Daily Devotional – August 2
The ancient Chinese possessed an unusual knowledge of Bible history that’s they incorporated into their written pictograph language. The most ancient of Chinese writings are called oracle bones in which the pictographs are inscribed on bones and tortoise shells. The inventor of the original Chinese characters obviously had knowledge of the Genesis account. For example, the word for desire or covet is made up of two characters, trees and woman:
Woman + Trees = Desire, Covet
There were two trees in the Garden of Eden, the tree of the knowledge of good and evil (the forbidden tree) and the tree of life. In the Genesis account, Eve saw the fruit of a forbidden tree and desired it.
The word difficulty, trouble is made up of tree and garden
Trees + (Garden) Enclosure = Difficulty, Trouble
When Adam and Eve ate of that forbidden fruit in the garden, difficulty resulted. Now there would be thorns and thistles and difficulty during childbirth.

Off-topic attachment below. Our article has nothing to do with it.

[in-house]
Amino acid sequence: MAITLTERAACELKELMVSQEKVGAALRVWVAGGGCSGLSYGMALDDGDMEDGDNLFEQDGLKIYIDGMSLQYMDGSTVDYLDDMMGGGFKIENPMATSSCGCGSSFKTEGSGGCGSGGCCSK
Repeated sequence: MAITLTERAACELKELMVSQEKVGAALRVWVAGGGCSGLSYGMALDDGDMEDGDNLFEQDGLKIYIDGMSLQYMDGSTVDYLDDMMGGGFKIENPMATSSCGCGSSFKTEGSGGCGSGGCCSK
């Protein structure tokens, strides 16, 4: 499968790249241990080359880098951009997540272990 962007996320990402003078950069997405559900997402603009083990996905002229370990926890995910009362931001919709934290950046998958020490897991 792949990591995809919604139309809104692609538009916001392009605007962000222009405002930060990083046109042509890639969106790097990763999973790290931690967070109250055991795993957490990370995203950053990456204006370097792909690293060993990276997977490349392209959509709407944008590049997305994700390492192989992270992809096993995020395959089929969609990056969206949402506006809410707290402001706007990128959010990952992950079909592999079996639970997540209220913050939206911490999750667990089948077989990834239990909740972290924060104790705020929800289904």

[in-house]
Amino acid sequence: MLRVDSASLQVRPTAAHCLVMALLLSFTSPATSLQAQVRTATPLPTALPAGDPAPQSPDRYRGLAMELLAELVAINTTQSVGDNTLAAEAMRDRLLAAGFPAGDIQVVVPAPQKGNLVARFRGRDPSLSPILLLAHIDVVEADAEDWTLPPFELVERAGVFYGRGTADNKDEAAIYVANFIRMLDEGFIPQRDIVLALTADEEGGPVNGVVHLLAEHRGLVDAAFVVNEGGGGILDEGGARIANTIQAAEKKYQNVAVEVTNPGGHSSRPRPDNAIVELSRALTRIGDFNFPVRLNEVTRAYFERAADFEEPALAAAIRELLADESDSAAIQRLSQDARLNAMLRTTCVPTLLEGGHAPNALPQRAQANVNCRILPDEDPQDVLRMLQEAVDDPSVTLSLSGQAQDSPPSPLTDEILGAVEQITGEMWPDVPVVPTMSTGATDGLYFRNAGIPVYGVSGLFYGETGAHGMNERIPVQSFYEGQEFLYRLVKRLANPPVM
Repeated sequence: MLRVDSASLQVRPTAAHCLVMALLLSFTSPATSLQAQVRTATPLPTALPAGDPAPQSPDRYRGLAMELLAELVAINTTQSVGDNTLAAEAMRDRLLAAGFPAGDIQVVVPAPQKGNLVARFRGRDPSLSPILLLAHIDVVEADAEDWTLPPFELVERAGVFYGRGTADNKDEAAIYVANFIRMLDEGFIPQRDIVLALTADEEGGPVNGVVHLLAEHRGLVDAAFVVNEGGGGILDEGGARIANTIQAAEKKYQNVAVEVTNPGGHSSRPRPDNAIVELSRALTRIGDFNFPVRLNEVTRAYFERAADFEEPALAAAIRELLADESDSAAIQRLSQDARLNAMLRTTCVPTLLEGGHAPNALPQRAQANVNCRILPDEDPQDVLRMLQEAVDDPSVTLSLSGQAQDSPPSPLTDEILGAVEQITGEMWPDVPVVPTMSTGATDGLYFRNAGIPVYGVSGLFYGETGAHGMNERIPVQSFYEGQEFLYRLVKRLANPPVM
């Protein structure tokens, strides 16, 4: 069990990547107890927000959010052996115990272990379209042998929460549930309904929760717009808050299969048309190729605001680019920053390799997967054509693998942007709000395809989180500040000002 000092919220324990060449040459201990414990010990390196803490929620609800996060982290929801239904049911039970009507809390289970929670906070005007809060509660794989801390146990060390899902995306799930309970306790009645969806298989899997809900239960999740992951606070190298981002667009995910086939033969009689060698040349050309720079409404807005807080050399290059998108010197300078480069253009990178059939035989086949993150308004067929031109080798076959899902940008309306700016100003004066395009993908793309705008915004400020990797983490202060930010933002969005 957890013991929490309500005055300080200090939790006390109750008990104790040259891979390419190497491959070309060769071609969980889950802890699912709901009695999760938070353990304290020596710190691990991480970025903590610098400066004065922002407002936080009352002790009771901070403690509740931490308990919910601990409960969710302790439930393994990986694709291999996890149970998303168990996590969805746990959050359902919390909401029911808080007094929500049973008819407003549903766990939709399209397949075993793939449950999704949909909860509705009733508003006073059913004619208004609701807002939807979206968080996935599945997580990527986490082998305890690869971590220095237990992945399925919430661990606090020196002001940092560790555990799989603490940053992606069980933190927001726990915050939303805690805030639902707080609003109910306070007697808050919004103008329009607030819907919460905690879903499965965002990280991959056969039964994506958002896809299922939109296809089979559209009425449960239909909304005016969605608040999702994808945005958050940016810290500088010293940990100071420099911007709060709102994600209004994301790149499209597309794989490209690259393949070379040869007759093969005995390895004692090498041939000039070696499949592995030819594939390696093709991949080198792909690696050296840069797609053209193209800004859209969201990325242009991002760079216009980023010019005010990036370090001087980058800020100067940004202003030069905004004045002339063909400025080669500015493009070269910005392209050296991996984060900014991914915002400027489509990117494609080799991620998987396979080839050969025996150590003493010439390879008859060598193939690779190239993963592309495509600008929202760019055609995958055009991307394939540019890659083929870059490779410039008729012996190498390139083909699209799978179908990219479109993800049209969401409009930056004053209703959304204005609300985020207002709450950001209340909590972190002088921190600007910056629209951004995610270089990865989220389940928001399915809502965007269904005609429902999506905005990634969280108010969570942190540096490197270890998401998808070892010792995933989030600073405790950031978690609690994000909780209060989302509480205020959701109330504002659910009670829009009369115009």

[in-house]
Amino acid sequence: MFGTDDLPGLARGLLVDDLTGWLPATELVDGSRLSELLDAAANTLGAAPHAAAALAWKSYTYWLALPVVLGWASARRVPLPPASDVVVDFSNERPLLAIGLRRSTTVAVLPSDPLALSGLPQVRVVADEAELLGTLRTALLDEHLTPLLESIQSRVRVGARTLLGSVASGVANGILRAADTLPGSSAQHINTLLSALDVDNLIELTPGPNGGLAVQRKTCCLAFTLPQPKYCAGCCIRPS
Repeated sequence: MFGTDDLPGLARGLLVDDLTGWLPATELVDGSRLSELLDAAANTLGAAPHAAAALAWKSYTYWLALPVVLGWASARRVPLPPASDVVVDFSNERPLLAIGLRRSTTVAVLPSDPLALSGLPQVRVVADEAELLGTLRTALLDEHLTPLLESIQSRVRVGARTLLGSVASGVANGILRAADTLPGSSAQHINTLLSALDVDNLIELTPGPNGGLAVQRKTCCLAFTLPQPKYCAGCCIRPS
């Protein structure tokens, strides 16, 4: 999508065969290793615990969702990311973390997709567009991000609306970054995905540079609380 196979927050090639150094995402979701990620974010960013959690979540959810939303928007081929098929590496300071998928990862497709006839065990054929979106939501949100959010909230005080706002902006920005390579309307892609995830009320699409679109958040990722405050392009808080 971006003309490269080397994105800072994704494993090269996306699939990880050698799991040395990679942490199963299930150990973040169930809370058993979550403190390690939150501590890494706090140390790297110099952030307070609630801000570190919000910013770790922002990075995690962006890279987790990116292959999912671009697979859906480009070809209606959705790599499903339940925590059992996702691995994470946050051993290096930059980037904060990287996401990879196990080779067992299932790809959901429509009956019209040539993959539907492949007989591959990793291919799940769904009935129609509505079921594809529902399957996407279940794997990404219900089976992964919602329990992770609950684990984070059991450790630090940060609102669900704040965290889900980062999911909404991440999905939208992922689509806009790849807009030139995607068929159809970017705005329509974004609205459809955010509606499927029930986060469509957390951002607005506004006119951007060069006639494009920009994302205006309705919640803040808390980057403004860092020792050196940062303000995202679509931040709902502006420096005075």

Not only was the Earth cursed, but now death would enter in. The character meaning, to die, perish is:
Hands + Trees = Mulberry Tree + Mouths = To Die, Perish
Note how the two mouths (Adam and Eve) indicating eating fruit from the forbidden tree produced death.
These are just a few examples of how the knowledge of the first eleven chapters of Genesis is imbedded in the Chinese pictograph language. When witnessing to the Chinese, you can show them that Christianity is not just a Western religion but that their ancient fathers knew and believed in the One true God of the Bible. The Chinese language is a silent witness to the knowledge of Genesis 1-11.
“The tree of life [was] also in the midst of the garden, and the tree of knowledge of good and evil…And when the woman saw that the tree was good for food, and that it was pleasant to the eyes, and a tree to be desired [covetable]… she took of the fruit thereof, and did eat, and gave also unto her husband with her; and he did eat.”
~ Genesis 2:9, 3:6
Source: "Pearls in Paradise" by authors Bruce Malone and Jule Von Vett
References for this devotional.